Of course, it’s not always easy to maintain physical distancing on a job site, especially when working in crews. For work that has to be done in close proximity, the CCA recommends formalizing procedures and requiring personal protective equipment (PPE) to minimize risk. Where work is done in crews, come up with a plan to minimize or eliminate the crossover of workers between crews, with staggered breaks and lunch schedules.
If you’re working on a commercial site, all non-essential personnel should be banned from visiting the site. For deliveries, zones should be identified and only accessible to those making or receiving deliveries. Ideally, supplies should be unloaded by receivers (using appropriate PPE) while deliverers remain in their vehicle.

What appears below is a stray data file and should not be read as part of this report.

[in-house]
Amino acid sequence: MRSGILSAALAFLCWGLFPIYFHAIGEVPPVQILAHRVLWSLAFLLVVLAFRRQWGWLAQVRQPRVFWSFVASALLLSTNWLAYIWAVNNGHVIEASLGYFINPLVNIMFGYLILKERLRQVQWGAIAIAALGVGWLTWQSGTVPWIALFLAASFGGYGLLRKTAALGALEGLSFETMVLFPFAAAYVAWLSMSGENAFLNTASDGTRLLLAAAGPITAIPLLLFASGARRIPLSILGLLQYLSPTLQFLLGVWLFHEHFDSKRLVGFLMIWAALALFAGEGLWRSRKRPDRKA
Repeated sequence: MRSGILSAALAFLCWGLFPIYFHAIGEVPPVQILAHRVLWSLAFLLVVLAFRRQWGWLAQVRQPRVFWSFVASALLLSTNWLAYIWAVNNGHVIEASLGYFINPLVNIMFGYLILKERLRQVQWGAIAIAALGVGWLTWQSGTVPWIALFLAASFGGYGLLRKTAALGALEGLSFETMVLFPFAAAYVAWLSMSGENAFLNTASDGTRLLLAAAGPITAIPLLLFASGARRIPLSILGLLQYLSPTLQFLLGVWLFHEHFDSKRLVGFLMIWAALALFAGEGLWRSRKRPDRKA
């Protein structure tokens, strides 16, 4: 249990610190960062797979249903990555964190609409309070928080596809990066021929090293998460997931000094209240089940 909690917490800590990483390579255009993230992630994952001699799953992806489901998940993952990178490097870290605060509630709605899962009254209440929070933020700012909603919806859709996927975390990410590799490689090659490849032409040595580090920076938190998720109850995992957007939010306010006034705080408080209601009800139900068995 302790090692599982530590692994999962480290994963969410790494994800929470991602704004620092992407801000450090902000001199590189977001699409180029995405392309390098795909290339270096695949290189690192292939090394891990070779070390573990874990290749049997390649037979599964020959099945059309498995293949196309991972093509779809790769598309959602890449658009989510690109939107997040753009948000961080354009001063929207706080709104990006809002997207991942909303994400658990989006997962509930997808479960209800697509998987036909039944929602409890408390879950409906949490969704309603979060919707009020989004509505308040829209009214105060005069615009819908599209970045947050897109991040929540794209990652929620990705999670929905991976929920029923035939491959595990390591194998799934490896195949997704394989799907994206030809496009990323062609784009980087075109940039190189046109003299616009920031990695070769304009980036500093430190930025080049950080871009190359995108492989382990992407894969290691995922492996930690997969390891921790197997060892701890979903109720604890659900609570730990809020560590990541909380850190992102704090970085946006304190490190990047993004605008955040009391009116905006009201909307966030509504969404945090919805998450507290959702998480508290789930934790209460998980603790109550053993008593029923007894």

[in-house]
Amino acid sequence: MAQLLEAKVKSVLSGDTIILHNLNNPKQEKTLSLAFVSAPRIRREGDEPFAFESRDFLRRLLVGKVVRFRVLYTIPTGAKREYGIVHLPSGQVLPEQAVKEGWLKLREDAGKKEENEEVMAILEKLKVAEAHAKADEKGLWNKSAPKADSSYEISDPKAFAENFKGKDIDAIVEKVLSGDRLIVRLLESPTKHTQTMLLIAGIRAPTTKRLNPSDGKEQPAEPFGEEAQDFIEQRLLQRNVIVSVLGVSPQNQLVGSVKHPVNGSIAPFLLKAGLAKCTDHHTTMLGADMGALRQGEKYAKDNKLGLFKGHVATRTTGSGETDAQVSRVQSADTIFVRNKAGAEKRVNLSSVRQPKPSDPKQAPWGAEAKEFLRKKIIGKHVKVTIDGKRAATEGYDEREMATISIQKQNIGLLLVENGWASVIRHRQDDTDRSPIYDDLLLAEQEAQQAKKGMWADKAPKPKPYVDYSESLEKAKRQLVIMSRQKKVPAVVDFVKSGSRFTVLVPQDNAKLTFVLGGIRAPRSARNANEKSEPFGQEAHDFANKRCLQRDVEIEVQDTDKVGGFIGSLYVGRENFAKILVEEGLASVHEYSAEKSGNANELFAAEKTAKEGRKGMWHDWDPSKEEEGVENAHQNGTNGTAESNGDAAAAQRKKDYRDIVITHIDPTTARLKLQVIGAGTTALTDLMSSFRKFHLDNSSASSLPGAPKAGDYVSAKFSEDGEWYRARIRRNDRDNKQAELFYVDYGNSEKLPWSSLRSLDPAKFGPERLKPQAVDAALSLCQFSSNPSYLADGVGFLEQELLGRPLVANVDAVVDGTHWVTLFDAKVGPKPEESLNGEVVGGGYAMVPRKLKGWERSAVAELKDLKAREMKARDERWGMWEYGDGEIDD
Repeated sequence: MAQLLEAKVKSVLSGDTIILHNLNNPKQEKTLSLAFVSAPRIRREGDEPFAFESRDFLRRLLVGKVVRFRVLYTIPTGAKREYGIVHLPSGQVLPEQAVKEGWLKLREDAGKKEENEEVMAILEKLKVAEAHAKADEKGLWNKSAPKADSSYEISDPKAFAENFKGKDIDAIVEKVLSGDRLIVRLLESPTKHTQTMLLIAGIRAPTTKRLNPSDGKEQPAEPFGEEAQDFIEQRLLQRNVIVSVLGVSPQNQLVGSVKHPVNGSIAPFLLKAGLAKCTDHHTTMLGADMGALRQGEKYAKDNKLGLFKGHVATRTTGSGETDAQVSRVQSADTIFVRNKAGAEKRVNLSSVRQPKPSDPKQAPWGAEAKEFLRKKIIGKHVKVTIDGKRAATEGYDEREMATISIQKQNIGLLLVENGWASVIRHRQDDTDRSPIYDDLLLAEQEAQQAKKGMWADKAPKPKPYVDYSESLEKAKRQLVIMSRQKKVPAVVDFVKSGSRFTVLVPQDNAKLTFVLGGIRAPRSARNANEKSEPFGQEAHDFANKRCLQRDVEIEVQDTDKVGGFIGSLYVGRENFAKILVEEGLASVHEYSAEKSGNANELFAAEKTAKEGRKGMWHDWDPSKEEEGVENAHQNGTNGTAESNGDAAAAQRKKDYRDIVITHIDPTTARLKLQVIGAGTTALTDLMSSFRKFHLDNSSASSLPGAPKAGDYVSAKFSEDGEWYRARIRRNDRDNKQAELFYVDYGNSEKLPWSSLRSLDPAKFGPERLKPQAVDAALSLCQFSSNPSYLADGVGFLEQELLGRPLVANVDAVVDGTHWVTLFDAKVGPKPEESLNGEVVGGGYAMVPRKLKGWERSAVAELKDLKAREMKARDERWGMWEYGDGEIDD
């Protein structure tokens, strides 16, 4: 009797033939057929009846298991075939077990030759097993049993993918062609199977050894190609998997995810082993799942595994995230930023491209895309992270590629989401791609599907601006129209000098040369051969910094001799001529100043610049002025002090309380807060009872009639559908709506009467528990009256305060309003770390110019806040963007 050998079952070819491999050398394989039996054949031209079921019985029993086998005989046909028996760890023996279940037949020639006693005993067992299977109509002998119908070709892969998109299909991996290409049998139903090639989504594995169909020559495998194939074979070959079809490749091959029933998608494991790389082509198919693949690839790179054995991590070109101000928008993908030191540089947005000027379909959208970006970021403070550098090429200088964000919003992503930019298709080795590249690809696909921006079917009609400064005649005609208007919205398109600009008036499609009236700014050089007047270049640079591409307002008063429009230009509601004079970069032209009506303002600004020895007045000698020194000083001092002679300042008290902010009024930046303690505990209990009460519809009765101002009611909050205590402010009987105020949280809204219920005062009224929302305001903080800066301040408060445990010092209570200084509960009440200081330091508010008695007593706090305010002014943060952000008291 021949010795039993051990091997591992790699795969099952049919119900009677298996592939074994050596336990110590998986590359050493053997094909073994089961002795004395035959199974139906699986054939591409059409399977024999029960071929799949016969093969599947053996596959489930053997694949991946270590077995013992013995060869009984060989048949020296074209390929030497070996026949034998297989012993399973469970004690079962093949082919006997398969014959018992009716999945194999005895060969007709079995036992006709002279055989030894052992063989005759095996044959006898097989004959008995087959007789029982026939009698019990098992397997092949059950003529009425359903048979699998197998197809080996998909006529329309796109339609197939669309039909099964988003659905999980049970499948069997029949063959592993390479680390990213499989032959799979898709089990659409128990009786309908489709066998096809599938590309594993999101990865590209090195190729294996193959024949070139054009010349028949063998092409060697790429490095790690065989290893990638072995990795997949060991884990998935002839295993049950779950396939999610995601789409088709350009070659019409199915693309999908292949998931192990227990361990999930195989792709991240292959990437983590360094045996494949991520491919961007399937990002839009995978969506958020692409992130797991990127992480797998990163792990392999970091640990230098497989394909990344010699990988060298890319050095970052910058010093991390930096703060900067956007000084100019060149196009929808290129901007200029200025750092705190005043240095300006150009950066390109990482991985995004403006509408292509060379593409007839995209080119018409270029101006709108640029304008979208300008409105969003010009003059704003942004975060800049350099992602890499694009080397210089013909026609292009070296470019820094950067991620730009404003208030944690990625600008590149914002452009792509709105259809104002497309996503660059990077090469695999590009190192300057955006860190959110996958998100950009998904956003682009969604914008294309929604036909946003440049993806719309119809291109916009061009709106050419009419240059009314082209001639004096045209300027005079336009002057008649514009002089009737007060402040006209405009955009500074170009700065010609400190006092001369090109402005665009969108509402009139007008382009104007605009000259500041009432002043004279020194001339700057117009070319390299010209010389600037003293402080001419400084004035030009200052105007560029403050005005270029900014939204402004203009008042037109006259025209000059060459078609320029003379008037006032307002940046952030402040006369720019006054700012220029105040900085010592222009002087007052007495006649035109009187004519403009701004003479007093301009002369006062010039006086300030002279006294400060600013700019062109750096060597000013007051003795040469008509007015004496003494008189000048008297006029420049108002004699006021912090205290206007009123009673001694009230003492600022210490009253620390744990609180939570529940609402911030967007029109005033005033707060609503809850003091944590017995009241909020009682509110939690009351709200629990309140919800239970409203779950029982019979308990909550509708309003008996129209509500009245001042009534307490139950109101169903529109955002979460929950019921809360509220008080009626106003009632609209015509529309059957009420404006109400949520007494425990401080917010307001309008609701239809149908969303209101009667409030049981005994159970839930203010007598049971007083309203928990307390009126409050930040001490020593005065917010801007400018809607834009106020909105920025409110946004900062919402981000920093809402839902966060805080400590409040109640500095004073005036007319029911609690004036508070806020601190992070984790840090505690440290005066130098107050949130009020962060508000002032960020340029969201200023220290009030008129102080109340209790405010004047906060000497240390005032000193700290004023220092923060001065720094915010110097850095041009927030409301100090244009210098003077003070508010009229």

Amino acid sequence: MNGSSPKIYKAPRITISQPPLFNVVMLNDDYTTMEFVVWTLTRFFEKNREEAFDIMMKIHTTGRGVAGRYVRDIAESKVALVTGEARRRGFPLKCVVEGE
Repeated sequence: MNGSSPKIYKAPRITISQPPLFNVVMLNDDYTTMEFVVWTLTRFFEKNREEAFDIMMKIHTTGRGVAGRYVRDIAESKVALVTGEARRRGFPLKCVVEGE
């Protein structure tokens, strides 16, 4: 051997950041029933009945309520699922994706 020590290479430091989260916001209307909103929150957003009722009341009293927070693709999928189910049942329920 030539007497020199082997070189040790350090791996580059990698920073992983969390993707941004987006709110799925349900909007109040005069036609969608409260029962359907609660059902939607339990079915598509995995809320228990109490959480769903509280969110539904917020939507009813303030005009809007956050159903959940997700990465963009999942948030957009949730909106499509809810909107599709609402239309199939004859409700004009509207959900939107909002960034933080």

But if you’re working on a residential construction project that’s currently occupied, workers and occupants should be physically segregated wherever possible. If it involves emergency work where an occupant is suspected to have contracted COVID-19 or is under self-isolation, the CCA says the work can be carried out “provided workers are equipped with nitrile gloves, Tyvek suits or coveralls, and facial/respiratory protection.”
Cleaning is essential
Time gaps between shifts can allow for proper cleaning and disinfecting protocols, such as cleaning and disinfecting frequently touched surfaces in common areas including washrooms and eating areas, as well as shared tools, equipment, and vehicles (which should be disinfected between users and at the end of shifts).